The Progress We’ve Made In Odisha
A women’s land rights center has been established in Odisha. Landesa’s partnership with local NGOs and the state government has already brought the benefits of land ownership to more than 1,300 formerly landless families. Landesa and its government partners have also designed a program to help the state grant individual plots to the thousands of families who live on communally owned land.
Landesa’s Current Activities
- Landesa’s pilot land allocation and homestead development project has been launched in 34 villages in Ganjam, Gajapati and Jagatsinghpur districts. Landless families have been identified and they are receiving titles to the government owned land they currently illegally occupy. This pilot program relies on specially-trained Community Resource Persons (CRP) to identify the landless families and help them with initial applications to the program. These local field assistants are cost-effective and have deep knowledge of the community, which allows them to expedite the work. Using the CRPs brings the cost down of transforming poor landless families into landowners to about $3 per family. The program is rapidly being brought to scale.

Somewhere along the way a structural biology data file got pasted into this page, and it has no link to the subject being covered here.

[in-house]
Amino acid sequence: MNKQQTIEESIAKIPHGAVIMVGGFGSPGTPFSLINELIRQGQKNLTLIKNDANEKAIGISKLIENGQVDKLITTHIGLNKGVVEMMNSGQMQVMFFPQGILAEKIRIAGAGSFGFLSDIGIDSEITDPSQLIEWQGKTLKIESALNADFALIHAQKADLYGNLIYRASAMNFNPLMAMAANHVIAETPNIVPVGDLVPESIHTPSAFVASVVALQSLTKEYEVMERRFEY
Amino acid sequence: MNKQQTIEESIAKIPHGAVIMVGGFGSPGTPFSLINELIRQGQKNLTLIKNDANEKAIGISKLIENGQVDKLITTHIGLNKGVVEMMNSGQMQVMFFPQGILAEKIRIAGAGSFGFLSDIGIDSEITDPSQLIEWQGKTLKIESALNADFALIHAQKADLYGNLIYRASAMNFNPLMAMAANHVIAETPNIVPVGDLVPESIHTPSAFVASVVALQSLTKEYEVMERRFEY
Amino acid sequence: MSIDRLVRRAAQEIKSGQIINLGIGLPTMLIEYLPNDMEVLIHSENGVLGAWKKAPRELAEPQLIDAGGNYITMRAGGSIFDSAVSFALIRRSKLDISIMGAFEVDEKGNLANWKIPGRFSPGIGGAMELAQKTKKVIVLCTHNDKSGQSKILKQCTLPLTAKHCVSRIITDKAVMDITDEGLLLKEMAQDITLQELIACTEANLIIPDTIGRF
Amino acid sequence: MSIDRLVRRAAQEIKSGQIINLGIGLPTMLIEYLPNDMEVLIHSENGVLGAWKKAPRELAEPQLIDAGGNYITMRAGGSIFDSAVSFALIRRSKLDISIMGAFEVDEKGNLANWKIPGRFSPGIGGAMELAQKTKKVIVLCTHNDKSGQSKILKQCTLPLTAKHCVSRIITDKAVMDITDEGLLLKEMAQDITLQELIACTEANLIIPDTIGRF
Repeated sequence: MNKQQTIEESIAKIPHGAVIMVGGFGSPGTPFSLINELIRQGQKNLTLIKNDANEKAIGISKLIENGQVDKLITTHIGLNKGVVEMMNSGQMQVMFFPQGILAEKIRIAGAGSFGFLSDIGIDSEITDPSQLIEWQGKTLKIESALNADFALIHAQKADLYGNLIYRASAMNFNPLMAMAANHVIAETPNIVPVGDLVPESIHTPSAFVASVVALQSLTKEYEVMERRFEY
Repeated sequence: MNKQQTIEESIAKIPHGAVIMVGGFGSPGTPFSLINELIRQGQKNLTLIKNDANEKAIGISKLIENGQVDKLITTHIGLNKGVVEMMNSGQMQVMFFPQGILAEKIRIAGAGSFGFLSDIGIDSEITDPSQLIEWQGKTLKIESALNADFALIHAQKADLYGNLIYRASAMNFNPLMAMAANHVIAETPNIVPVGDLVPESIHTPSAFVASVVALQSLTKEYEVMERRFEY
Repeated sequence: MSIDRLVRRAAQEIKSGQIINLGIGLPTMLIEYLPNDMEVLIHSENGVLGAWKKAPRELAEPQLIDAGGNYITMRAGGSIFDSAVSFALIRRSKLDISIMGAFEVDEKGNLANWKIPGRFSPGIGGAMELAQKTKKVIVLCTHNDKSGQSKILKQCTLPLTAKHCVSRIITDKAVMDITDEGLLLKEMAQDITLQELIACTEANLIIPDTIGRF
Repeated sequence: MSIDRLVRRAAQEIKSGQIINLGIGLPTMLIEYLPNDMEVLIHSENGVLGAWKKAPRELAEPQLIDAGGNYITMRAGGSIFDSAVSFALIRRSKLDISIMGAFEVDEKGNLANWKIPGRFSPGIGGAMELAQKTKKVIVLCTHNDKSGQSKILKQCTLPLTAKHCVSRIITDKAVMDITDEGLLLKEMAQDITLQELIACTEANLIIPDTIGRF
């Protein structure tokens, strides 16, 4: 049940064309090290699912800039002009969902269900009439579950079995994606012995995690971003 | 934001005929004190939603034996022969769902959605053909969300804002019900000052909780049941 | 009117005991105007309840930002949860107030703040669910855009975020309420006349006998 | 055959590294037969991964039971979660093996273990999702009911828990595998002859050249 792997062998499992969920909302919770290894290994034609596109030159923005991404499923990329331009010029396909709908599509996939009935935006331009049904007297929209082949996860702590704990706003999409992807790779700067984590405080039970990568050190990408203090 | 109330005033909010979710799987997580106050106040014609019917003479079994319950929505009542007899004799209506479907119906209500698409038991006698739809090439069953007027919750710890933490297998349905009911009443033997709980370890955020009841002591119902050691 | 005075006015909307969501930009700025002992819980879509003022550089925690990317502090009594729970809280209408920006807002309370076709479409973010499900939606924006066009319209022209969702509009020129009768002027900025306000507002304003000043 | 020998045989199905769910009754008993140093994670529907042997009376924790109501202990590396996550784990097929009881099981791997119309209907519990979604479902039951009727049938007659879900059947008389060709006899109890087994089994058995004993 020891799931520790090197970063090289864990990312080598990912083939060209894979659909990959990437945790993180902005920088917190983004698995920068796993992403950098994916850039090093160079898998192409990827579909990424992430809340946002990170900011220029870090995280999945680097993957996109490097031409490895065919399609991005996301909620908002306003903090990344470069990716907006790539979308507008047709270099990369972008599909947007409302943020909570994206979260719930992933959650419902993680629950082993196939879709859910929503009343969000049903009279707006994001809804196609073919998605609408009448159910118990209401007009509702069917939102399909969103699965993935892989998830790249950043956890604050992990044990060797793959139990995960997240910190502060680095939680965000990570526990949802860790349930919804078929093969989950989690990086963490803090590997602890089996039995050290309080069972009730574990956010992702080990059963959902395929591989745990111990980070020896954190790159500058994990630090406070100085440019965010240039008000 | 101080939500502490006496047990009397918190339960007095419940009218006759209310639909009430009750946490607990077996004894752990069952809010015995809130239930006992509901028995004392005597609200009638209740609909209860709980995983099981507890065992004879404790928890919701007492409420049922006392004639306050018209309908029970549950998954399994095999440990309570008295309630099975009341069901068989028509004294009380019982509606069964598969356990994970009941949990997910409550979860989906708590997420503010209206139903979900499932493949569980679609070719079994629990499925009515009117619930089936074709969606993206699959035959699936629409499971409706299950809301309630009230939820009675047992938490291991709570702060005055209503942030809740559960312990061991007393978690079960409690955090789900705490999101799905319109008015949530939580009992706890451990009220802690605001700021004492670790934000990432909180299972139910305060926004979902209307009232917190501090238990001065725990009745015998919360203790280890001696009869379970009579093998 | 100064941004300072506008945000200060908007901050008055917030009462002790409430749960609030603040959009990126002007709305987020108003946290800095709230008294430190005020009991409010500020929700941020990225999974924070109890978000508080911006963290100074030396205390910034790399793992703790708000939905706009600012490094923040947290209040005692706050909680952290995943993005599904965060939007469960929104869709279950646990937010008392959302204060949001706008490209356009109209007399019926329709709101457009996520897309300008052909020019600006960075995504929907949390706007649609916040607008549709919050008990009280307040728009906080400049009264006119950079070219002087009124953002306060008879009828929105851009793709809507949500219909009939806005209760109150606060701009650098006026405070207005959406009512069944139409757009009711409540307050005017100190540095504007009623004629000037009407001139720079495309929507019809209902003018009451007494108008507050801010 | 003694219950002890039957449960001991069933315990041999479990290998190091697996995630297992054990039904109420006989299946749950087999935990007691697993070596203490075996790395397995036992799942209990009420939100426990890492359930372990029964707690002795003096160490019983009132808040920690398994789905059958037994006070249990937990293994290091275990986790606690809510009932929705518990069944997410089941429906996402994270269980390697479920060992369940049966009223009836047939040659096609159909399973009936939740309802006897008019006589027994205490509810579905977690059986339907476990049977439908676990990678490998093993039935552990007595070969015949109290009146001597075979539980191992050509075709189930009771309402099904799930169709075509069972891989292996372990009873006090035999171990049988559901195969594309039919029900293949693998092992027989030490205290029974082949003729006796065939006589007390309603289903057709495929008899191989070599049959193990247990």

- Landesa and its partners are working with tribal communities in seven districts in Odisha to ensure every family, in the more than 1,000 villages across the districts, has their own plot of land.
- Landesa and its partners are working to ensure that all our beneficiaries, especially women, have the support and training to maximize the benefits of their new land. Our research shows that even small plots of land enhance the family’s security, improve nutrition and health, augment income, and result in better education. Landesa and its partners have established a women’s land rights centre.
The Centre has three major objectives:
- to identify and serve eligible women
- raise awareness and build capacity among potential beneficiaries and local government officials
- to provide a forum for addressing women’s land-related grievances and disputes.
The staff of the Centre, along with specially trained youth, will identify homestead-less women, assist them in applying for land, and ensure that their cases are prioritized.
In 2009, Landesa began its partnerships in Odisha with an assessment of the state’s homestead land distribution program called “Vasundhara” in 88 villages across 10 districts. The study identified weaknesses and offered solutions. Landesa’s current programs incorporate these recommendations. The State of Odisha is one of India’s poorest. More than half of the population lives in poverty and more than half of all children are malnourished.